Song to Read By: "Fly Me to the Moon (live)" by Frank Sinatra in honor of Viola's 1920sish short film:

Sunday, June 19, 2011

Lurking in the Tunnels...Beautiful Darkness!

Beautiful Darkness
by Kami Garcia and Margaret Stohl

I liked the sequel better than the first book, Beautiful

Creatures, because Ethan became a more interesting and

complex character. He didn’t purely adore Lena anymore, and

he found a more unique role for himself. Ethan wasn’t just

narrating exciting events anymore—he was involved in a

quest of his own. Since I’m a library nerd, I also liked Olivia’s

 character and the time spent in the Caster Library and in the

 Tunnels. This book had more conflict and plot twists, and

less of Ethan and Lena sitting around googly-eyed in love,

 cuddling at Greenbrier.  Read it now!

Song to Read by: "Only Wanna Be with You"  by Hootie and

the Blowfish:

Monday, June 13, 2011

Traveling by Airmail

13 Little Blue Envelopes by Maureen Johnson

Lively. Fast. Fun. Breezy. Light. A great travel read. 13 Letters lead 17-year-old Ginny across Europe, letters written by her favorite artistic aunt. The characters are quirky and the dialogue is realistic.

In a few lines, Johnson captures the setting, the essence of the places Ginny visits, from London to Paris to Amsterdam to Copenhagen to Corfu. I had so much fun going on this trip with Ginny. This book isn’t your typical girly adventure in Europe—there was more content, art discussion, and character development.

 Can’t wait to read the recent new release The Last Letter by Maureen Johnson.

Song to Ready by: "Cathedrals" by Jump, Little Children:

Thursday, June 9, 2011

Past, Present, Paris, Brooklyn, Music and the French Revolution

Revolution by Jennifer Donnelly

Andi, a girl from modern-day Brooklyn finds a diary written by Alexandrine, who lived during the French Revolution and helped young Louis-Charles, the king's son.

The details of the past are gritty. Andi relates to the diary because she's healing after tragedy--her brother Truman died almost two years ago. She blames herself.

 In modern-day Paris, Andi meets a colorful crew of musicians and researches a fictional composer. Andi loves playing guitar--the eclectic music references and the revealing of a hidden Paris are the best parts.

 The book is long but gets really good on 375—don’t give up!

Song to Read By: "If I Ever Feel Better" by Phoenix (a French band):

Sunday, June 5, 2011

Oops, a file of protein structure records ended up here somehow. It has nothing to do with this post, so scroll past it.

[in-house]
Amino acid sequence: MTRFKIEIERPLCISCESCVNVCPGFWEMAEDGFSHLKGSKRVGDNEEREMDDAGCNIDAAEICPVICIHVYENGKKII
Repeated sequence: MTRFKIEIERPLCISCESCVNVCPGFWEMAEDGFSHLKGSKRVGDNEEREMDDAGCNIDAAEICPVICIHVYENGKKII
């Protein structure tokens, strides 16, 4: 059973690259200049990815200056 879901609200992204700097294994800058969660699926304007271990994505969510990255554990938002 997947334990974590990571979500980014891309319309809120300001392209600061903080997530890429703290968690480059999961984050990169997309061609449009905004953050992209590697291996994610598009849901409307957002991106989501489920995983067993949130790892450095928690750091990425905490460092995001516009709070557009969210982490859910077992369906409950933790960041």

Through Adam's Eyes...Where She Went

Where She Went by Gayle Forman
the sequel to If I Stay

Shooting Star’s rocking the charts, but Adam’s unhappy, anxious. He’s lost the joy for music that sustained him. In New York City, he hears Mia play at Carnegie Hall. They go on a Farewell Tour of New York City. They’re both leaving on tour the next day.

This book is not about how life is supposed to be, but how it really turns out.  I enjoyed Mia’s perspective more than Adam’s, but the book was still raw with Forman’s immediate writing style. My favorite parts were the expository flashbacks. Overall, a satisfying sequel.

Songs to Read By: While reading, for some reason his band reminded me of San Diego's Augustana. Try "Either Way I'll Break Your Heart Someday":

Friday, June 3, 2011

If I Stay.....This book is bursting with HEART

If I Stay by Gayle Forman

What would I do, at 17, if I were in Mia's position? I don’t know. At first, this book seemed too sad to read--a girl in a coma, deciding to stay in this world without her family or go?  Some questions we could never answer for someone else.

As I read, I realized the book is more: her love for music, complex relationships with Adam, Kim, her family. Feeling out of place or completely loved. Going to music camp. Deciding between pursuing her talent or staying with her love. What life offers and takes away. You’ll cry. So worth it.

Song to Read By: "Glosoli" by Sigur Ros. This song is moody, complex, and magical. This was the artsy Icelandic band mentioned in the book. Adam had Mia listen to this band At the back of the paperback edition of the novel, the author explains music mentioned in the book. You can see the playlist on this site:


Magic and Southern Gothic= Charming and Mysterious

Beautiful Creatures 
by Kami Garcia and Margaret Stohl

I loved being immersed in the Southern setting, black swamps, Spanish moss, and "haint blue." I like the main character, Ethan's, taste in literature. The set-up of this book reminds me of Twilight in reverse--the boy is the Mortal and the girl is the Other.  That was refreshing. Ethan’s more interesting than the blah-Bella.  The plot can be slow, but the quirky characters and accurate dialogue/dialect make up for it.
 Overall, the book manages to be just enthralling enough to keep me reading and running to the library for the sequel, Beautiful Darkness
Author/book website:

Songs to Read by: Anything by Kings of Leon from their album "Only by Night." The spooky "Closer" or 

my personal favorite, "Revelry:"